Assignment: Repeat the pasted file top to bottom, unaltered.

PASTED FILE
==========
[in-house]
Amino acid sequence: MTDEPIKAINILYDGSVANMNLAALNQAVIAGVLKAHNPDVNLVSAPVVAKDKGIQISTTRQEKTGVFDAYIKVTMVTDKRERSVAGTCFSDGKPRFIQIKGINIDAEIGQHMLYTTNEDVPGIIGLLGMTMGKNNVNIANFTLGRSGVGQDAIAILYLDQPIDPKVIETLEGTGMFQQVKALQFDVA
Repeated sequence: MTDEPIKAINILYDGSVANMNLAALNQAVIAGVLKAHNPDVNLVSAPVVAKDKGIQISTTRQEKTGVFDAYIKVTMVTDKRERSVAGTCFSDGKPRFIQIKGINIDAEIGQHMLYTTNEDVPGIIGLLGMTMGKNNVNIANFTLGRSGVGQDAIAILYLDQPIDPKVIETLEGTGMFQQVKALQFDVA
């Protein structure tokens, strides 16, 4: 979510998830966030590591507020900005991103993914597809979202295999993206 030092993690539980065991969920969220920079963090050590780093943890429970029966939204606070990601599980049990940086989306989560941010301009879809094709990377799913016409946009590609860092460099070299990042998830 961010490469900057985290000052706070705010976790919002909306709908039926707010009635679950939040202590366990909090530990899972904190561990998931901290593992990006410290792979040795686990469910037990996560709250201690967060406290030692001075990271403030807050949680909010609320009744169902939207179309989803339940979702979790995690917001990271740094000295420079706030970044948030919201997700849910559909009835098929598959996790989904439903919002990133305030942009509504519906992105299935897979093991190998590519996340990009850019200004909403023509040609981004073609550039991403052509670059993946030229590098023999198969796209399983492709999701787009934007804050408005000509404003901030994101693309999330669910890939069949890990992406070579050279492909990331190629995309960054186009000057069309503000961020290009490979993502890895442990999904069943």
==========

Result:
[in-house]
Amino acid sequence: MTDEPIKAINILYDGSVANMNLAALNQAVIAGVLKAHNPDVNLVSAPVVAKDKGIQISTTRQEKTGVFDAYIKVTMVTDKRERSVAGTCFSDGKPRFIQIKGINIDAEIGQHMLYTTNEDVPGIIGLLGMTMGKNNVNIANFTLGRSGVGQDAIAILYLDQPIDPKVIETLEGTGMFQQVKALQFDVA
Repeated sequence: MTDEPIKAINILYDGSVANMNLAALNQAVIAGVLKAHNPDVNLVSAPVVAKDKGIQISTTRQEKTGVFDAYIKVTMVTDKRERSVAGTCFSDGKPRFIQIKGINIDAEIGQHMLYTTNEDVPGIIGLLGMTMGKNNVNIANFTLGRSGVGQDAIAILYLDQPIDPKVIETLEGTGMFQQVKALQFDVA
């Protein structure tokens, strides 16, 4: 979510998830966030590591507020900005991103993914597809979202295999993206 030092993690539980065991969920969220920079963090050590780093943890429970029966939204606070990601599980049990940086989306989560941010301009879809094709990377799913016409946009590609860092460099070299990042998830 961010490469900057985290000052706070705010976790919002909306709908039926707010009635679950939040202590366990909090530990899972904190561990998931901290593992990006410290792979040795686990469910037990996560709250201690967060406290030692001075990271403030807050949680909010609320009744169902939207179309989803339940979702979790995690917001990271740094000295420079706030970044948030919201997700849910559909009835098929598959996790989904439903919002990133305030942009509504519906992105299935897979093991190998590519996340990009850019200004909403023509040609981004073609550039991403052509670059993946030229590098023999198969796209399983492709999701787009934007804050408005000509404003901030994101693309999330669910890939069949890990992406070579050279492909990331190629995309960054186009000057069309503000961020290009490979993502890895442990999904069943």